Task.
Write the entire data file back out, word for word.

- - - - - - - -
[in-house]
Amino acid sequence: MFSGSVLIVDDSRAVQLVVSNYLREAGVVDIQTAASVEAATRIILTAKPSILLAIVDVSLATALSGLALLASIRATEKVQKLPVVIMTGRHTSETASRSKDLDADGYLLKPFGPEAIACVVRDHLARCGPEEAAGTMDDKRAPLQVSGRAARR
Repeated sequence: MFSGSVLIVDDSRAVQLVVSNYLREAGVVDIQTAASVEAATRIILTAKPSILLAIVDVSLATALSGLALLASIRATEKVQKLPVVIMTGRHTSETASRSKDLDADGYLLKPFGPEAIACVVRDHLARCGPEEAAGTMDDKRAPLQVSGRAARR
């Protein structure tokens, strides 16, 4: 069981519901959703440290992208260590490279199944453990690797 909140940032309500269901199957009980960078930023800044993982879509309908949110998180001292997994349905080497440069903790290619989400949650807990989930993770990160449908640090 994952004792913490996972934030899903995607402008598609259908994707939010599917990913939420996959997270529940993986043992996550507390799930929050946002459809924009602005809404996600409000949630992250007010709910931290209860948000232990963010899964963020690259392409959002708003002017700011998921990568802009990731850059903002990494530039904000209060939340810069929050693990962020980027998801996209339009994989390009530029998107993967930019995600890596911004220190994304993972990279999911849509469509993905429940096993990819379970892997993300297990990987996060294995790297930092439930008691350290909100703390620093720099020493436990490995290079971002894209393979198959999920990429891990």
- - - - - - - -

[in-house]
Amino acid sequence: MFSGSVLIVDDSRAVQLVVSNYLREAGVVDIQTAASVEAATRIILTAKPSILLAIVDVSLATALSGLALLASIRATEKVQKLPVVIMTGRHTSETASRSKDLDADGYLLKPFGPEAIACVVRDHLARCGPEEAAGTMDDKRAPLQVSGRAARR
Repeated sequence: MFSGSVLIVDDSRAVQLVVSNYLREAGVVDIQTAASVEAATRIILTAKPSILLAIVDVSLATALSGLALLASIRATEKVQKLPVVIMTGRHTSETASRSKDLDADGYLLKPFGPEAIACVVRDHLARCGPEEAAGTMDDKRAPLQVSGRAARR
């Protein structure tokens, strides 16, 4: 069981519901959703440290992208260590490279199944453990690797 909140940032309500269901199957009980960078930023800044993982879509309908949110998180001292997994349905080497440069903790290619989400949650807990989930993770990160449908640090 994952004792913490996972934030899903995607402008598609259908994707939010599917990913939420996959997270529940993986043992996550507390799930929050946002459809924009602005809404996600409000949630992250007010709910931290209860948000232990963010899964963020690259392409959002708003002017700011998921990568802009990731850059903002990494530039904000209060939340810069929050693990962020980027998801996209339009994989390009530029998107993967930019995600890596911004220190994304993972990279999911849509469509993905429940096993990819379970892997993300297990990987996060294995790297930092439930008691350290909100703390620093720099020493436990490995290079971002894209393979198959999920990429891990």